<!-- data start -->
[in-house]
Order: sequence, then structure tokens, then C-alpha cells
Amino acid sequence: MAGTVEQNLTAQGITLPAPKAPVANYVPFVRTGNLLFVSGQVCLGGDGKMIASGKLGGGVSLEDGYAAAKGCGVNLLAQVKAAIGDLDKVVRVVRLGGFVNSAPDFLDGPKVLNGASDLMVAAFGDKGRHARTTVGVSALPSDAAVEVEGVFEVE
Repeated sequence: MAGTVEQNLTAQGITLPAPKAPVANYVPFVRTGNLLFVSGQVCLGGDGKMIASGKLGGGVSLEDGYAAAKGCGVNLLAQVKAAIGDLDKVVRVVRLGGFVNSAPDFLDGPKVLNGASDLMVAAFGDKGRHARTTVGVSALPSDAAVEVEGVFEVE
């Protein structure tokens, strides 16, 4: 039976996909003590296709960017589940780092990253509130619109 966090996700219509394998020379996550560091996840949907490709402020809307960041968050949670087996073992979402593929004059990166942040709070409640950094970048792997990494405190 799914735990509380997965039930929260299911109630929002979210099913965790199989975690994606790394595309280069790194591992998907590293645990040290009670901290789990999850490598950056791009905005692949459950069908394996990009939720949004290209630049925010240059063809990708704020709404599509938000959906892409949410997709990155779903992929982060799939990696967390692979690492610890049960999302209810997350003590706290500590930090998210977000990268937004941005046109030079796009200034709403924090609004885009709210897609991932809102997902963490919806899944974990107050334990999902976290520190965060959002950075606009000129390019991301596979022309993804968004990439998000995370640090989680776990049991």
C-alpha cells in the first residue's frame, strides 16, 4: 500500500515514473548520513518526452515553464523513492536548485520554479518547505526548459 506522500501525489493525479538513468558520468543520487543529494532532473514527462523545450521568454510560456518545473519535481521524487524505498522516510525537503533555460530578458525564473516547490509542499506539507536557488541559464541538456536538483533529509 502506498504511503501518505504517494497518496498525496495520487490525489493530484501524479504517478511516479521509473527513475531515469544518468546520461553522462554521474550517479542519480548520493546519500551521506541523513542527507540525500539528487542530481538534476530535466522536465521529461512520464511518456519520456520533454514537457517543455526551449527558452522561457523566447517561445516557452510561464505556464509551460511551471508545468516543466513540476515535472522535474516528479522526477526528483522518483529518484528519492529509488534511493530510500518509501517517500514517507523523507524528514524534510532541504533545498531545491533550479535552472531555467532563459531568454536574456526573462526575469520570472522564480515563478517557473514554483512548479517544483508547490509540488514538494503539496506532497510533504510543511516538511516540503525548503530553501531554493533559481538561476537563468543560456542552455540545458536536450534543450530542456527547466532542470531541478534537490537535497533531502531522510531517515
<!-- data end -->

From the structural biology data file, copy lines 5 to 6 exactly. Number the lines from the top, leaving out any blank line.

């Protein structure tokens, strides 16, 4: 039976996909003590296709960017589940780092990253509130619109 966090996700219509394998020379996550560091996840949907490709402020809307960041968050949670087996073992979402593929004059990166942040709070409640950094970048792997990494405190 799914735990509380997965039930929260299911109630929002979210099913965790199989975690994606790394595309280069790194591992998907590293645990040290009670901290789990999850490598950056791009905005692949459950069908394996990009939720949004290209630049925010240059063809990708704020709404599509938000959906892409949410997709990155779903992929982060799939990696967390692979690492610890049960999302209810997350003590706290500590930090998210977000990268937004941005046109030079796009200034709403924090609004885009709210897609991932809102997902963490919806899944974990107050334990999902976290520190965060959002950075606009000129390019991301596979022309993804968004990439998000995370640090989680776990049991």
C-alpha cells in the first residue's frame, strides 16, 4: 500500500515514473548520513518526452515553464523513492536548485520554479518547505526548459 506522500501525489493525479538513468558520468543520487543529494532532473514527462523545450521568454510560456518545473519535481521524487524505498522516510525537503533555460530578458525564473516547490509542499506539507536557488541559464541538456536538483533529509 502506498504511503501518505504517494497518496498525496495520487490525489493530484501524479504517478511516479521509473527513475531515469544518468546520461553522462554521474550517479542519480548520493546519500551521506541523513542527507540525500539528487542530481538534476530535466522536465521529461512520464511518456519520456520533454514537457517543455526551449527558452522561457523566447517561445516557452510561464505556464509551460511551471508545468516543466513540476515535472522535474516528479522526477526528483522518483529518484528519492529509488534511493530510500518509501517517500514517507523523507524528514524534510532541504533545498531545491533550479535552472531555467532563459531568454536574456526573462526575469520570472522564480515563478517557473514554483512548479517544483508547490509540488514538494503539496506532497510533504510543511516538511516540503525548503530553501531554493533559481538561476537563468543560456542552455540545458536536450534543450530542456527547466532542470531541478534537490537535497533531502531522510531517515